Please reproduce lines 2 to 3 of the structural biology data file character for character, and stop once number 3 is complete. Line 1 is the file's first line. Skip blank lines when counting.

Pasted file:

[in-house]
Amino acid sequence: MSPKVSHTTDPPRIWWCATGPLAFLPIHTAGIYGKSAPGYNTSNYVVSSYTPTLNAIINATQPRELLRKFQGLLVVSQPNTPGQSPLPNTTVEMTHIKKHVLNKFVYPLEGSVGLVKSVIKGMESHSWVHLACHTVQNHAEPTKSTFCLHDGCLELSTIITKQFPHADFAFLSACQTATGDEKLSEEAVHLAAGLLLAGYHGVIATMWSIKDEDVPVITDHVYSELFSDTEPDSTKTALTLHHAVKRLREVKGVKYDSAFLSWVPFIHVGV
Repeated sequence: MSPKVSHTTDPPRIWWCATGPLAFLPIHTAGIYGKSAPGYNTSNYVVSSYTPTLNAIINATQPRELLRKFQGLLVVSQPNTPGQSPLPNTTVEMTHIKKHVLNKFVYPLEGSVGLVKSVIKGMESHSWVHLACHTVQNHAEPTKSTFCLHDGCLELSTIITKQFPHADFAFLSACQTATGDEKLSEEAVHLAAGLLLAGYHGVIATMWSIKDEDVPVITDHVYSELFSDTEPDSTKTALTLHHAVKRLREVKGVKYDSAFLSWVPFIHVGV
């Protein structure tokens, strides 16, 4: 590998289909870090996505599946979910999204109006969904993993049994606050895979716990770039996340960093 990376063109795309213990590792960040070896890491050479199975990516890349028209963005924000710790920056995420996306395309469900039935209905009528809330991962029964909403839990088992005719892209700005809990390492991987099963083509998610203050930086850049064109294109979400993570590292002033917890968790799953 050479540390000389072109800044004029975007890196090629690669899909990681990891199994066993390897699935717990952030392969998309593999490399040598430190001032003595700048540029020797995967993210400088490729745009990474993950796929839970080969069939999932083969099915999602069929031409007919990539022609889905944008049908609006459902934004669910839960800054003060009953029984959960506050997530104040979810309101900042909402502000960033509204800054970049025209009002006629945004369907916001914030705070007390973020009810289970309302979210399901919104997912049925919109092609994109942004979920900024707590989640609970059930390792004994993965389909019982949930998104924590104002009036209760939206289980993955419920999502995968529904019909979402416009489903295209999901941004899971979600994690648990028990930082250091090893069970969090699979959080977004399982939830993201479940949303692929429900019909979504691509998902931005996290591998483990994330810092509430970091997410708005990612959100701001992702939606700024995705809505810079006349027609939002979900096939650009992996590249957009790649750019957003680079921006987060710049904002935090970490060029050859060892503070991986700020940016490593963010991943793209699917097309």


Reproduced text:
Amino acid sequence: MSPKVSHTTDPPRIWWCATGPLAFLPIHTAGIYGKSAPGYNTSNYVVSSYTPTLNAIINATQPRELLRKFQGLLVVSQPNTPGQSPLPNTTVEMTHIKKHVLNKFVYPLEGSVGLVKSVIKGMESHSWVHLACHTVQNHAEPTKSTFCLHDGCLELSTIITKQFPHADFAFLSACQTATGDEKLSEEAVHLAAGLLLAGYHGVIATMWSIKDEDVPVITDHVYSELFSDTEPDSTKTALTLHHAVKRLREVKGVKYDSAFLSWVPFIHVGV
Repeated sequence: MSPKVSHTTDPPRIWWCATGPLAFLPIHTAGIYGKSAPGYNTSNYVVSSYTPTLNAIINATQPRELLRKFQGLLVVSQPNTPGQSPLPNTTVEMTHIKKHVLNKFVYPLEGSVGLVKSVIKGMESHSWVHLACHTVQNHAEPTKSTFCLHDGCLELSTIITKQFPHADFAFLSACQTATGDEKLSEEAVHLAAGLLLAGYHGVIATMWSIKDEDVPVITDHVYSELFSDTEPDSTKTALTLHHAVKRLREVKGVKYDSAFLSWVPFIHVGV